Things have been looking awfully bleak for BlackBerry lately, and today the company revealed just how bad things have gotten in its newest earnings release. In fiscal Q2 2014, BlackBerry raked in a measly $1.6 billion in revenue (down from $2.9 billion in the year-ago quarter) and reported an adjusted loss of $248 million, which works out to $0.47 per share diluted.
To put that in perspective, Yahoo’s analyst consensus was that the company would report a loss of $0.49 per share on revenues of $1.62 billion. In the preceding quarter (in which the company also missed expectations) BlackBerry reported $3.1 billion in revenue and an adjusted net loss of $67 million.
During the quarter, approximately 5.9 million BlackBerry smartphones were sold through to end customers, which included shipments made prior to the second quarter and which reduced the Company’s inventory in the channel. The company also reported that it had sold 5.9 million BlackBerry smartphones to end users over the past three or so months, though BlackBerry only recorded revenue on 3.7 million of them (most of which were older BlackBerry 7-powered devices).
“We are very disappointed with our operational and financial results this quarter and have announced a series of major changes to address the competitive hardware environment and our cost structure,” said CEO Thorsten Heins in a prepared statement.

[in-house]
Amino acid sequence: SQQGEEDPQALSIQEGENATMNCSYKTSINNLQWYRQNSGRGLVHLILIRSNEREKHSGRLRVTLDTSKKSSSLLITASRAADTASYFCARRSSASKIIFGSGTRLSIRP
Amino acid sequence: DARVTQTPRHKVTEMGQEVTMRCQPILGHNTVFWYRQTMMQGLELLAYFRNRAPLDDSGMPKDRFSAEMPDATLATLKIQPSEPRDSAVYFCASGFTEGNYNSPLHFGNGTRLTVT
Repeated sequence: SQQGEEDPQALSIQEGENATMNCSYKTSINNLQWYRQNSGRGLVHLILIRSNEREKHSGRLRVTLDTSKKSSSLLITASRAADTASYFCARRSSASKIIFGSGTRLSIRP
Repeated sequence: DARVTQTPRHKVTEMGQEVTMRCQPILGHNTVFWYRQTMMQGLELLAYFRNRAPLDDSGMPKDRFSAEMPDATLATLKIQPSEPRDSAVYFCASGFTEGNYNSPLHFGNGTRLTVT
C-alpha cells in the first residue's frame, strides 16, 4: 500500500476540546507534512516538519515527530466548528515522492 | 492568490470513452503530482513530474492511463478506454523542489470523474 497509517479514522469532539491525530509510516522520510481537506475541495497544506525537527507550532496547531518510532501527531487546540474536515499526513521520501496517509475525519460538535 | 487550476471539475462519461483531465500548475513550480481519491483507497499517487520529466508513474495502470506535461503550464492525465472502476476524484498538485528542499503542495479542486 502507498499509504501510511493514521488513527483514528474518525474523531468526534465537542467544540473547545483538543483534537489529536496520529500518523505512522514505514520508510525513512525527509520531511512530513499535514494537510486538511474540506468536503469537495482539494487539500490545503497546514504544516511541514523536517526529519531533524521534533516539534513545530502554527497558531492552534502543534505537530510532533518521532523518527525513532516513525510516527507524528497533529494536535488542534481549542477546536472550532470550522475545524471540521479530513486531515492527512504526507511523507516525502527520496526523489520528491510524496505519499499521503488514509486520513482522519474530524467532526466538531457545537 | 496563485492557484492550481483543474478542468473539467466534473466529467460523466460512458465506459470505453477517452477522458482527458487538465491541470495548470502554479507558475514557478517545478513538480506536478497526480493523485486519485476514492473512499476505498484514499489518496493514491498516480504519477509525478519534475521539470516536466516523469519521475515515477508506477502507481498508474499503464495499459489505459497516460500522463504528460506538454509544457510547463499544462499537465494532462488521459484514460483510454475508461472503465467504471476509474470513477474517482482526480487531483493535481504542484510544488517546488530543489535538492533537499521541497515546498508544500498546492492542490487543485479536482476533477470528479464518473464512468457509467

The folks in Waterloo have already attempted to soften the blow of an especially dark quarter by announcing that it expected to post an operating loss of between $950 and $995 million last week. In this release, the company has finally put a firm number on that wound — the total GAAP loss from continuing operations came in at $965 million, right in the middle of the company’s forecasted range. The big culprit? A hefty writedown (think around $934 million) incurred thanks in large part a glut of unsold BlackBerry Z10s. That one-time flagship smartphone is now being repositioned as a entry-level device for the masses — BlackBerry hopes that by slashing prices, the Z10 will finally find its footing among a jaded population of smartphone owners and increase its chances of success in developing markets where the company has been traditionally strong.
Sadly, those hoping for additional off-the-cuff insight from CEO Thorsten Heins will have to do without this time around — the company officially cancelled its quarterly earnings call because of its pending buyout deal with Fairfax Financial, which offered the ailing smartphone maker $9 per share.